Fin whales suck in a swimming pool's worth of water every time they gulp down food.
A team of scientists, including Stanford's Jeremy Goldbogen, discovered that unique nerves in the animal's mouth extend by up to 115 per cent to accommodate these big bites.
It is no surprise that an animal the size of three school buses takes very big bites. Hundreds of times a day, a fin whale gulps in a swimming pool's worth of water to fill its belly with krill – a hallmark of many gigantic filter feeders in the ocean.
What has come as a surprise to scientists is the discovery of the unique underlying physiology that allows this manner of feeding: nerves that stretch like bungee cords.
The discovery, made by biologists at Stanford and other universities, reveals a nerve construction unlike any other in the animal kingdom, and could help scientists understand nerve damage in humans.
In most instances in the animal kingdom, stretching a nerve leads to undesirable consequences. "Nerve stretch injury," the most common type of nerve trauma in humans, can result in pain, paralysis, muscle atrophy and loss of sensation. Mild injuries in mammals typically occur when the nerve stretches beyond 6 percent, with total mechanical failure occurring at stretch points of around 29 percent.
For rorqual whales – a group that includes fin, blue, minke and humpback whales – stretchable nerves are a matter of necessity. These whales intermittently engulf and filter immense volumes of krill-filled water through a technique called "lunge filter feeding."
Upon spotting a patch of krill or school of fish, the whale accelerates and opens its jaw until it is nearly at a 90-degree angle from its body.
As water rushes in, the floor of the whale's mouth, which is composed of muscle and blubber, expands like a water balloon. The cavity grows in circumference by roughly 150 per cent, and the total volume of intake can exceed that of the whale itself. The whale pushes the water back out through its mouth, catching food in the brush-like baleen plates near the front of the mouth.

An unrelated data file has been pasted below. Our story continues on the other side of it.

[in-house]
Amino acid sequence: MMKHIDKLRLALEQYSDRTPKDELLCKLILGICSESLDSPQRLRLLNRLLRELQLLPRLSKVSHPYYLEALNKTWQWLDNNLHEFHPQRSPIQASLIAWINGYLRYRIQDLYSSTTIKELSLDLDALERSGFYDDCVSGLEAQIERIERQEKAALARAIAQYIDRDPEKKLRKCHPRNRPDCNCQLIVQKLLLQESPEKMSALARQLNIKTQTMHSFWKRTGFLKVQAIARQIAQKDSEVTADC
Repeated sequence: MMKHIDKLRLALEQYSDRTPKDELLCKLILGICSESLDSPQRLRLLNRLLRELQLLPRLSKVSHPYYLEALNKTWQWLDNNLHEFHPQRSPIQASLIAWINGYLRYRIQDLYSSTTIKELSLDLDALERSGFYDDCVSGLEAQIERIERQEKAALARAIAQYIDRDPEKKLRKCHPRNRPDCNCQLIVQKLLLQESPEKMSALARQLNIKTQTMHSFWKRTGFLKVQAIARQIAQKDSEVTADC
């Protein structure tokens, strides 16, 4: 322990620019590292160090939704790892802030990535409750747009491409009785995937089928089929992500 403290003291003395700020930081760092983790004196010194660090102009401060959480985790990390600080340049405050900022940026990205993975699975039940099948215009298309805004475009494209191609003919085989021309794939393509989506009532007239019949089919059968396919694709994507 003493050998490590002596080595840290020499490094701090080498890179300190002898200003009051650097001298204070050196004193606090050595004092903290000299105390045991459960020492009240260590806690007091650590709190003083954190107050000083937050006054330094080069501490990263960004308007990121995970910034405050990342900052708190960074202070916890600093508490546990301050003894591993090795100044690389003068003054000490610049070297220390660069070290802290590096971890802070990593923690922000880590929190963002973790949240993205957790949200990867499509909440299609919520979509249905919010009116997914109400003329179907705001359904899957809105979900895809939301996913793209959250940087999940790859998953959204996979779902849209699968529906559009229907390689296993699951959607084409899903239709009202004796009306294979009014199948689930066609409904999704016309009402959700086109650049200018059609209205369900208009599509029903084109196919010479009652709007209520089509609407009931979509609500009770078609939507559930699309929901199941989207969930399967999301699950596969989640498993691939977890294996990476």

During dissection, the researchers discovered that the blubber and tongue nerves could stretch, on average, 75 per cent to 115 per cent before failing. They extend quickly, but stiffen abruptly, owing to their unique construction.
"It was truly fascinating to grab on to one of these nerves and to reversibly stretch the tissue and double its resting length," said study co-author Jeremy Goldbogen, an assistant professor of biology at Stanford's Hopkins Marine Station.
The nerve fibres are concentrated in the core of the nerve, arranged in simple folds, and wrapped in a layer of very thick elastin and collagen. The researchers suggest that when the whale begins its lunge, the fibres unfold and stretch quickly, with the collagen sleeve eventually functioning as a "check ligament" to prevent overstretching. As the oral cavity returns to its pre-lunge size, the elastin acts to recoil the nerve into a folded bundle.
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|Stanford biologists have discovered how fin whales can inflate their mouths by 150 per cent: unique extensible nerves which can stretch to more than double their length without damage. (Illustration: C. Buell; photo: Vogl et al.) || |
Without such highly extensible nerves, the whales could not perform lunge feeding as efficiently, the scientists write. As such, extensible nerves should be considered one of the key morphological adaptations that allowed rorqual whales to become the largest animals on the planet.
This discovery adds to other recent studies that have uncovered unique anatomical adaptations in whales that are not observed in any other animal, including a novel sensory organ in the whale's chin and unique bungee cord-like muscles within the feeding pouch that extend much like the nerves in this study.
"This emphasizes the importance of comparative organismal physiology in that we can discover unique adaptations that may inspire next-generation applications in bioengineering, medicine and beyond," Goldbogen said.
The study is published in the current issue of Current Biology. Co-authors of the study include A. Wayne Vogl, Margo A. Lillie, Marina A. Piscitelli and Robert E. Shadwick, of the University of British Columbia, and Nicholas D. Pyenson of the National Museum of Natural History.